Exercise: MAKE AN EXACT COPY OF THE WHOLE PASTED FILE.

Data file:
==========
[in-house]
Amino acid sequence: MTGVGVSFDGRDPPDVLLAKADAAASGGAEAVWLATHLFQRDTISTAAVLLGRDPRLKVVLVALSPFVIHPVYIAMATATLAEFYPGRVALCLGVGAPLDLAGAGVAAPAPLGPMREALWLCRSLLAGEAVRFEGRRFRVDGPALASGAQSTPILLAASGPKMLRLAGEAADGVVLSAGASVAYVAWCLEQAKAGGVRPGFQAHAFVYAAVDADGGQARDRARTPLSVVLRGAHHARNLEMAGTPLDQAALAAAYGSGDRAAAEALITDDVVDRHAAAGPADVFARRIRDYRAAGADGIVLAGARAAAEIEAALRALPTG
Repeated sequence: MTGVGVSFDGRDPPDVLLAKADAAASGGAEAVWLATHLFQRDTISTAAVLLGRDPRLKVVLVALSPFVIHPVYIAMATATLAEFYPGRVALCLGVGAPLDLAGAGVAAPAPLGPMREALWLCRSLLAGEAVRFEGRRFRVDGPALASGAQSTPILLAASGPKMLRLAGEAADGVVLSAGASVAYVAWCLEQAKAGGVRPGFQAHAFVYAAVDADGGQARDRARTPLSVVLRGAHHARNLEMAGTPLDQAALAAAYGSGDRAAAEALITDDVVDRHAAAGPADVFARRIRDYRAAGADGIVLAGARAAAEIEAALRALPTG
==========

[in-house]
Amino acid sequence: MTGVGVSFDGRDPPDVLLAKADAAASGGAEAVWLATHLFQRDTISTAAVLLGRDPRLKVVLVALSPFVIHPVYIAMATATLAEFYPGRVALCLGVGAPLDLAGAGVAAPAPLGPMREALWLCRSLLAGEAVRFEGRRFRVDGPALASGAQSTPILLAASGPKMLRLAGEAADGVVLSAGASVAYVAWCLEQAKAGGVRPGFQAHAFVYAAVDADGGQARDRARTPLSVVLRGAHHARNLEMAGTPLDQAALAAAYGSGDRAAAEALITDDVVDRHAAAGPADVFARRIRDYRAAGADGIVLAGARAAAEIEAALRALPTG
Repeated sequence: MTGVGVSFDGRDPPDVLLAKADAAASGGAEAVWLATHLFQRDTISTAAVLLGRDPRLKVVLVALSPFVIHPVYIAMATATLAEFYPGRVALCLGVGAPLDLAGAGVAAPAPLGPMREALWLCRSLLAGEAVRFEGRRFRVDGPALASGAQSTPILLAASGPKMLRLAGEAADGVVLSAGASVAYVAWCLEQAKAGGVRPGFQAHAFVYAAVDADGGQARDRARTPLSVVLRGAHHARNLEMAGTPLDQAALAAAYGSGDRAAAEALITDDVVDRHAAAGPADVFARRIRDYRAAGADGIVLAGARAAAEIEAALRALPTG